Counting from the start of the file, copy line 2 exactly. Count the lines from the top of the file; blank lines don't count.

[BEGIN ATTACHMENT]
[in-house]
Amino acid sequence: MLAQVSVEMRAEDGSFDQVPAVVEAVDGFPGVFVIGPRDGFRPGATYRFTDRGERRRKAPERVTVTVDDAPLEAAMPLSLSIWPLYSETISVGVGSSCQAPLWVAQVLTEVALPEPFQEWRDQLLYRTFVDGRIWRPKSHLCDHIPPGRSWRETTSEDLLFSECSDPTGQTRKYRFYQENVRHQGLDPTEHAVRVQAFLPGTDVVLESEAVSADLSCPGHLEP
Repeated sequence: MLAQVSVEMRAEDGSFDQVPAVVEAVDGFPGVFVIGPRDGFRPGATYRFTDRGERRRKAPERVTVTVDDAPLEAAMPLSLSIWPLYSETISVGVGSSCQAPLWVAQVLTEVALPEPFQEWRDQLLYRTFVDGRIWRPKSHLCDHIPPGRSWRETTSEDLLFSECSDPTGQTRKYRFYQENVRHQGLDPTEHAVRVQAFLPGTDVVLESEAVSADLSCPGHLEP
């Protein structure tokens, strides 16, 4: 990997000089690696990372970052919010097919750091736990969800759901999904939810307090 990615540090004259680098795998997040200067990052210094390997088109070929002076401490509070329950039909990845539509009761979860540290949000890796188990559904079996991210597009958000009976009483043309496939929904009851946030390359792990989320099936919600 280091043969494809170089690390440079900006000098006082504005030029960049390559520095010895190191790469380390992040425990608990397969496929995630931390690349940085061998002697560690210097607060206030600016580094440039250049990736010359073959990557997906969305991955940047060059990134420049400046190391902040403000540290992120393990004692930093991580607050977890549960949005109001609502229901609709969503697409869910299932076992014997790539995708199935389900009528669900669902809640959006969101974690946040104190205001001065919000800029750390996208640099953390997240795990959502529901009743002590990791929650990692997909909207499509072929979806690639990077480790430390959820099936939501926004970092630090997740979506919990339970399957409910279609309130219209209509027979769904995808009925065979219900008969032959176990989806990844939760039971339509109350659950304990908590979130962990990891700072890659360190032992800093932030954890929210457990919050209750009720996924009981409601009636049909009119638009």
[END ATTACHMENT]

Amino acid sequence: MLAQVSVEMRAEDGSFDQVPAVVEAVDGFPGVFVIGPRDGFRPGATYRFTDRGERRRKAPERVTVTVDDAPLEAAMPLSLSIWPLYSETISVGVGSSCQAPLWVAQVLTEVALPEPFQEWRDQLLYRTFVDGRIWRPKSHLCDHIPPGRSWRETTSEDLLFSECSDPTGQTRKYRFYQENVRHQGLDPTEHAVRVQAFLPGTDVVLESEAVSADLSCPGHLEP